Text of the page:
LaSalle’s 2020 ISA: Targeted Real Estate Investment strategies in Asia Pacific

SINGAPORE (February 24, 2020) — The outbreak of a new infectious disease, a slowing global economy, ongoing trade negotiations, high asset valuations, and disruptive technology may act as headwinds to favorable real estate performance. At the same time, low-to-zero interest rates, abundant liquidity, rising institutional allocation to real estate, improving real estate market transparency, and more measures for additional monetary and fiscal stimulus among major Asia Pacific - are all tailwinds driving favorable real estate performance in the region, according to LaSalle Investment Management’s Investment Strategy Annual (ISA) 2020. Our market sector recommendations for the Asia Pacific are more targeted for 2020 than prior years. Individual countries within the region may have different responses to these potential headwinds and tailwinds.

Uncertainty remains, as Asia Pacific contends with the trade tensions and exogenous shocks such as the Coronavirus (“CoViD-19”) outbreak. Drawing precise conclusion on the impact of the CoViD-19 outbreak on economic growth and real estate markets is highly speculative at this stage. There is a probability that the short-term impact of CoViD-19 on the Chinese and global economies could be greater than that of SARS, but the rebound/recovery could also be faster than that of SARS. It is still too early to determine and it depends on when CoViD-19 can be contained at a global level.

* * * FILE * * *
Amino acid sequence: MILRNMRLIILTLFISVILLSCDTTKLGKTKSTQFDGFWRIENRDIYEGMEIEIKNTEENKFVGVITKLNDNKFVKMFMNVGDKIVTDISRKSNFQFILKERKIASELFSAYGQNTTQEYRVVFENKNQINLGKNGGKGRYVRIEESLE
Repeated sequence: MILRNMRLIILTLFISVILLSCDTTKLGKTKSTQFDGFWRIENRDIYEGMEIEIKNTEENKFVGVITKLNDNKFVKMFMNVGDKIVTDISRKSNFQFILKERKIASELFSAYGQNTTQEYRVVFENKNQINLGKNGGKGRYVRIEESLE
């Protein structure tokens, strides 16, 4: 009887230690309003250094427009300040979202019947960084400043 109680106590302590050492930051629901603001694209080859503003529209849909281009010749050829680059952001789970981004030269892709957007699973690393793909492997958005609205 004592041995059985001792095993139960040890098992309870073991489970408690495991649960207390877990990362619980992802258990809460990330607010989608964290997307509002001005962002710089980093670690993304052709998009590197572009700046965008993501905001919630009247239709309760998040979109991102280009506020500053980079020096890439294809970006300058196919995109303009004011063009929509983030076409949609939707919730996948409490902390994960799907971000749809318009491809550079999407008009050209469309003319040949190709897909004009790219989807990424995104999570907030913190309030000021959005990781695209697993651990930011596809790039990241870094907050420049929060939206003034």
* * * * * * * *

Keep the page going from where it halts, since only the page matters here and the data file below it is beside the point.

Nonetheless, there are many reasons for optimism. LaSalle believes that over the next two to three years, decelerating global economic conditions are most likely including in Asia Pacific. However, Asia Pacific is expected to rebound and remain the fastest growing region due to the region’s large population base, fast population growth, rapid urbanization, and its rising middle class. In particular, China remains a key driver of global economic growth over the medium and long term, despite short-term weaknesses.

Real estate, particularly income-generating properties, is favored by investors who are taking a defensive position. Strong liquidity and low-to-zero interest rates are expected to drive the attractiveness of real estate yields in multi-asset portfolios. The attractiveness of real estate is expected to keep prices high in the near term. However, as the economic slowdown weighs on real estate income growth, real estate prices are unlikely to experience substantial run-ups in the near term. In 2020, total returns are expected to decline from the past few years and be primarily driven by occupier fundamentals rather than strong price appreciation. Real estate occupier market supply and demand dynamics are increasingly important going forward.

Jacques Gordon, Global Head of Research and Strategy at LaSalle, said: “After 10 years of unprecedented, steady growth following the Global Financial Crisis, we anticipate that the next few years will bring more headwinds to the world’s real estate markets due to a progressively slowing global economy, ongoing trade and treaty disagreements, divisive domestic politics, high asset valuations and disruptive technology.”